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April 8–10, 2021
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Fusion Science and Technology
ANS webinar to focus on low-dose radiation risk
Join ANS on Thursday, January 21, at noon (ET) for a Q&A with an expert panel as they discuss how to communicate about the risk of low-dose radiation. “Talking About Low-dose Radiation Risk” is a free members-only event that serves as a follow-up to the “Risky Business” President’s Session that took place during the ANS Virtual Winter Meeting last November. The session will take a deeper dive into the many questions generated from the thought-provoking discussion.
Register now to attend the webinar.
J. F. Hund, J. W. Crippen, K. Clark, N. Martinez, D. J. Jasion, M. P. Farrell, D. T. Frey
Fusion Science and Technology | Volume 63 | Number 2 | March-April 2013 | Pages 252-256
Technical Paper | Selected papers from 20th Target Fabrication Meeting, May 20-24, 2012, Santa Fe, NM, Guest Editor: Robert C. Cook | dx.doi.org/10.13182/FST13-A16346
Articles are hosted by Taylor and Francis Online.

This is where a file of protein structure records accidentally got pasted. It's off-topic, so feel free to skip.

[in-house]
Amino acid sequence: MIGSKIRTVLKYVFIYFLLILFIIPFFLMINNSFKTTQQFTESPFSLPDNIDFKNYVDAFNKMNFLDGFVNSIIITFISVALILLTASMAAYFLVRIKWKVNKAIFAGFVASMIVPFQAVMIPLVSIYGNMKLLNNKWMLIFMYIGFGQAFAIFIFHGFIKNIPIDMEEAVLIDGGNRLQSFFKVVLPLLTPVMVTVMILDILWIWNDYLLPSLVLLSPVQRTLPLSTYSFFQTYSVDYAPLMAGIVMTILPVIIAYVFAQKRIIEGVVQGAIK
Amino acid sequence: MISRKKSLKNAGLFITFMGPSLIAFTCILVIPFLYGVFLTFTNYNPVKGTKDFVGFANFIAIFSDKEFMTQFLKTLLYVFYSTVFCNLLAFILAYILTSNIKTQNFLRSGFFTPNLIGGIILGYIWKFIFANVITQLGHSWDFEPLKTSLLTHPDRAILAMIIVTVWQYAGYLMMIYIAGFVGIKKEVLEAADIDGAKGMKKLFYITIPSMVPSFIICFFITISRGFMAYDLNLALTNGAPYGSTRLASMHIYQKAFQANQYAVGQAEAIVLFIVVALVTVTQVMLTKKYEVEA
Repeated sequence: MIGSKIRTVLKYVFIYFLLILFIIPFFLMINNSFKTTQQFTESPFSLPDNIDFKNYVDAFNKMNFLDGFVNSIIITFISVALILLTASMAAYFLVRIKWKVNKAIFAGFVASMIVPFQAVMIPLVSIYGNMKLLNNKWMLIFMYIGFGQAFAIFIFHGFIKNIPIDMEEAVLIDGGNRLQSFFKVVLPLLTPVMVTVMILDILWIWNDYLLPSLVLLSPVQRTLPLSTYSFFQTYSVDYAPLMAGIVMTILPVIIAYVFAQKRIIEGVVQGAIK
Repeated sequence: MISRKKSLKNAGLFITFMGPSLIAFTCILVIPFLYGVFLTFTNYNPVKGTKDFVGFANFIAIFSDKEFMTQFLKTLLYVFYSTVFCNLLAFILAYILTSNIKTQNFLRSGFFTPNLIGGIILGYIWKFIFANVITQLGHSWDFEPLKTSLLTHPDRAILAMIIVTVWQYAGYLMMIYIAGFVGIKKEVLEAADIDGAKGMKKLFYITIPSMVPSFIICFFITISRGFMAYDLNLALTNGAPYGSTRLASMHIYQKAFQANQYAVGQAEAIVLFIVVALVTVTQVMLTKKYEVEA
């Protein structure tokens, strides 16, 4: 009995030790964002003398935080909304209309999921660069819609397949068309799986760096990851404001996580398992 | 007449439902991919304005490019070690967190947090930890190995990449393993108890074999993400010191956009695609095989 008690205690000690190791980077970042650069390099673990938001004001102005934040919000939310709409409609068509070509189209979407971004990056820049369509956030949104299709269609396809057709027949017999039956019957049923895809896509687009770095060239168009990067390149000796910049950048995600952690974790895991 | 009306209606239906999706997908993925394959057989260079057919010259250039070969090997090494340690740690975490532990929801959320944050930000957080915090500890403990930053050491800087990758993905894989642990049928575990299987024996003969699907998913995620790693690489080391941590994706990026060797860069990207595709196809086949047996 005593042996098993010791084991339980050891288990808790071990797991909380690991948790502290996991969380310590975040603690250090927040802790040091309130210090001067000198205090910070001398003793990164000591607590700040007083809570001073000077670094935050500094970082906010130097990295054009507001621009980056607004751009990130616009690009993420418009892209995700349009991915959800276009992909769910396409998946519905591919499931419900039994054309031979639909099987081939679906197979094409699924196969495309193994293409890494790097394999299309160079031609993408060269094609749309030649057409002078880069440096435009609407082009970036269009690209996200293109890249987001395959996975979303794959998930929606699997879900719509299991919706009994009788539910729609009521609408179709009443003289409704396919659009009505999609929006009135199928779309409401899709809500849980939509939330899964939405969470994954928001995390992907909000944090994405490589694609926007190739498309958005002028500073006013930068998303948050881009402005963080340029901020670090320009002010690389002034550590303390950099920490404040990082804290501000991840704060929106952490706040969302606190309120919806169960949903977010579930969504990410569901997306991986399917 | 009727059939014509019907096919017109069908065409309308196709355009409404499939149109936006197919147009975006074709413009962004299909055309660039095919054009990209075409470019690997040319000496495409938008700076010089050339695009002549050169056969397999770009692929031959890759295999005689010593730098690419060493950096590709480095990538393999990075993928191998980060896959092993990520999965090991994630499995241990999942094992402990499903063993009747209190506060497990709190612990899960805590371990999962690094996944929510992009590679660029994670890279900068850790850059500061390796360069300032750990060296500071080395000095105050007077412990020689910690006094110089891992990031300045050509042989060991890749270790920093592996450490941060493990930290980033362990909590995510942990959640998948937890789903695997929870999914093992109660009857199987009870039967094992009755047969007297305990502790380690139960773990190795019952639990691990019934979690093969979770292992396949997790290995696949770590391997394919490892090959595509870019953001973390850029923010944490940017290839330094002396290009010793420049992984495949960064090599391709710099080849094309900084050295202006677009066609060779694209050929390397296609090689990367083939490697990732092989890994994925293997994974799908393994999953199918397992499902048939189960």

The National Ignition Campaign (NIC) target consists of precisely machined and assembled components. A subset of the components of this target is the aluminum shielding around the silicon support and cooling arms, which is designed to alleviate harmful unconverted light reflecting from the arms into the laser optics. This NIC target shielding consists of two external shields and four inner shields located between the arms. Recently, we have developed a process to add a plastic coating to the shields with precisely defined edges that can survive pressing the part into a three-dimensional shape. After this process was demonstrated on prototypes, it was further refined to improve yield and is currently being used to fabricate and deliver parts for NIC experiments on a regular basis. The final process that we developed consists of seven steps to fabricate these shields: (1) applying a photolithographed plastic layer to electrically isolate the shields from the electrical traces on the cooling arms, (2) plasma etching to improve adhesion during the subsequent aluminum coating, (3) large-batch electron-beam aluminum coating, (4) laser cutting and custom die cutting to various shapes and specified patterns, (5) utilizing heat pressing techniques that soften the plastic coating enough to be coined into a three-dimensional shape, (6) accurate positioning and bonding of Mylar liners under the tops of the shields, and (7) final characterization. Through these process steps high process yields were achieved against the rigorous NIC requirements.